How to spot a wormhole


I know ya’ll heard of wormholes, tunnels in the fabric of the cosmos that connect one region of the universe to another. These ain’t just the fanciful dreams of impressionable young astrobods: wormholes represent real solutions of Einstein’s equation of general relativity. If general relativity is correct, wormholes ought to be out there somewhere.

But how to spot ‘em? It’s easy to imagine that a wormhole, being a kinda hole in spacetime, would be indistinguishable from a black hole. Turns out that ain’t the case. Alexander Shatskiy, an astrothinker from the Lebedev Physical Institute in Moscow, says wormholes are fundamentally different from black holes because they have no event horizon. He’s even worked out what a wormhole should look like.

The key difference is that light entering one end of a wormhole comes out at the other but in a highly characteristic way. The angular intensity distribution of this light has a minimum at the center, regardless of wavelength. This allows background stars to shine through giving the wormhole the appearance of a semi-transparent hollow sphere (see image above).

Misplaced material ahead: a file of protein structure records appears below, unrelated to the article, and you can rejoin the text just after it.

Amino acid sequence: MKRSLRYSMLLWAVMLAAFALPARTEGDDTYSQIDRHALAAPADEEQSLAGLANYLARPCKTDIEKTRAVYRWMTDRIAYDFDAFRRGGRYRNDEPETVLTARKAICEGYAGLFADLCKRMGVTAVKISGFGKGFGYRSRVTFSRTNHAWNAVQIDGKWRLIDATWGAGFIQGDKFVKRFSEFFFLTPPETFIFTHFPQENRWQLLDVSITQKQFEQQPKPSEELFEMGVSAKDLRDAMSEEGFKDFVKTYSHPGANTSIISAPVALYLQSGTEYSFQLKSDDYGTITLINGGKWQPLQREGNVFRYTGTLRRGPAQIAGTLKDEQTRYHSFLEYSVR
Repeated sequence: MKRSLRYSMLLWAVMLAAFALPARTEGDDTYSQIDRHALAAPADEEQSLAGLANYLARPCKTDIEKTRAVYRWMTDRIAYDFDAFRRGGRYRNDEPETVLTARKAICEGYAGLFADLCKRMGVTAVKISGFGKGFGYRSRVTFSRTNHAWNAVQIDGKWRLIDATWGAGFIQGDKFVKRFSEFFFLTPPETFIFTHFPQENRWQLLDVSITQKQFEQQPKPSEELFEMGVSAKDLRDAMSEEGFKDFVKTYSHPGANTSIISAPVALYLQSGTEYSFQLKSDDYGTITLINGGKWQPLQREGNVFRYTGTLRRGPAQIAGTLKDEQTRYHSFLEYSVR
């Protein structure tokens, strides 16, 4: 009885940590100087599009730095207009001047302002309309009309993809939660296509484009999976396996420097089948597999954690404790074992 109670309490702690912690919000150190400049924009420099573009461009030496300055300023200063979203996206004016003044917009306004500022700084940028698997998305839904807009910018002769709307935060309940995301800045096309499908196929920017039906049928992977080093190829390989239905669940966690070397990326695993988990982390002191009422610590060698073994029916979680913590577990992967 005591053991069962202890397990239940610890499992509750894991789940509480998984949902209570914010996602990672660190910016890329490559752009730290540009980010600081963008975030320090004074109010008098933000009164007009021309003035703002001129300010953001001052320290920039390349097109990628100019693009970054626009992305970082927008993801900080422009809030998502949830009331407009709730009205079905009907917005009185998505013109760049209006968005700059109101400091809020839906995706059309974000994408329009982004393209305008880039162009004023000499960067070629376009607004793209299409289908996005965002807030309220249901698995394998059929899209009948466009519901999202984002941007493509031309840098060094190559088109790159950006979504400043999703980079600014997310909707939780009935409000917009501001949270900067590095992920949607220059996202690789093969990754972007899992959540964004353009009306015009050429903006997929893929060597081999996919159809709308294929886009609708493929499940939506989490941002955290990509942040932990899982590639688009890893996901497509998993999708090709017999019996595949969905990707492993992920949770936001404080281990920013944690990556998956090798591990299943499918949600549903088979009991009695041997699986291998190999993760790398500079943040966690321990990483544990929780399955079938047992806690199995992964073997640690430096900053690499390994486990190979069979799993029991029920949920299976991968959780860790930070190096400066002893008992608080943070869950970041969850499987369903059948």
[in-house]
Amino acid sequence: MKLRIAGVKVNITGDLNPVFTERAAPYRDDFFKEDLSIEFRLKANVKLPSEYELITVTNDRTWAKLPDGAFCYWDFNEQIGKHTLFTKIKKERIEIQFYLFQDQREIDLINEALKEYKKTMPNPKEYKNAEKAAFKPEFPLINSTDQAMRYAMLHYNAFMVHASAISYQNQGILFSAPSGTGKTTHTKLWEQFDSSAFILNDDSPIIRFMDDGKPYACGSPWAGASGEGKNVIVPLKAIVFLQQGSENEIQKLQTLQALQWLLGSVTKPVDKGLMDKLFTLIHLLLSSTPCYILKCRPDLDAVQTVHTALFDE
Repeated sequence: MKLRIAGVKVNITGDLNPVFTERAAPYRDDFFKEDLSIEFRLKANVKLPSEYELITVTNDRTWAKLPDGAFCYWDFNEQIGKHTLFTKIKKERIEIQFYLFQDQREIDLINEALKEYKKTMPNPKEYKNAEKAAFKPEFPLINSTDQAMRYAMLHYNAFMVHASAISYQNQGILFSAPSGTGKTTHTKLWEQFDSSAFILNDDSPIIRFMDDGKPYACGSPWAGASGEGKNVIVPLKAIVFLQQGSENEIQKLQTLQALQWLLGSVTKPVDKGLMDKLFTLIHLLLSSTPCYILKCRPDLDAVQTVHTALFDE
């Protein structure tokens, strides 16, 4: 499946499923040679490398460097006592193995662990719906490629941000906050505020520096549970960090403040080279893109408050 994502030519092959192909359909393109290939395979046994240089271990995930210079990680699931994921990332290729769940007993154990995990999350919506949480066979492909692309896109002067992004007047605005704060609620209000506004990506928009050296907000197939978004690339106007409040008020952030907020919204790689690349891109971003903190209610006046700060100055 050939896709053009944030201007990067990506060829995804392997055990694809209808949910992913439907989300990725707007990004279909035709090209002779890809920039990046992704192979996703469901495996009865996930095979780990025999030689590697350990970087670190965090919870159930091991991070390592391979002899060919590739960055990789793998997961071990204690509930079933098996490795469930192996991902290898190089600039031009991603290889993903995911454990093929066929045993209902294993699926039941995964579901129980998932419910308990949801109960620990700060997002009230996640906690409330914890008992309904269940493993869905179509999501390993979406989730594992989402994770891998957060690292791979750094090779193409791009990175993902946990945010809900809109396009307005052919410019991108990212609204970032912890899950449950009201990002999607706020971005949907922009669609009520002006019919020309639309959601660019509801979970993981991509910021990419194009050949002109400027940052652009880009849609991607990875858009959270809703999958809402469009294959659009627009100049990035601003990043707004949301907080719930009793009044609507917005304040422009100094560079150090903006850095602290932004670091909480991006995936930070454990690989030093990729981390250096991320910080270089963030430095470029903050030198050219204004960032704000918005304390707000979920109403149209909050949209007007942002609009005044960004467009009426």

Where to look? Shatskiy suggests that the next generation of supersensitive radio telelscope interferometers should have the resolution capable of distinguishing black holes from wormholes in active galactic nuclei.

So the message to all you radio astronomers out there is: keep ‘em peeled.

Ref: Passage of Photons Through Wormholes and the Influence of Rotation on the Amount of Phantom Matter around Them

3 Responses to “How to spot a wormhole”

  1. [...] Through Wormholes and the Influence of Rotation on the Amount of Phantom Matter around Them [via] This was written by Wayne. Posted on Monday, January 7, 2008, at 11:56 am. Filed under [...]

  2. frank sylowski says:

    “I know ya’ll heard of wormholes”

    Who the fuck are you , Larry the Cable Guy?

  3. Reply to frank sylowski says: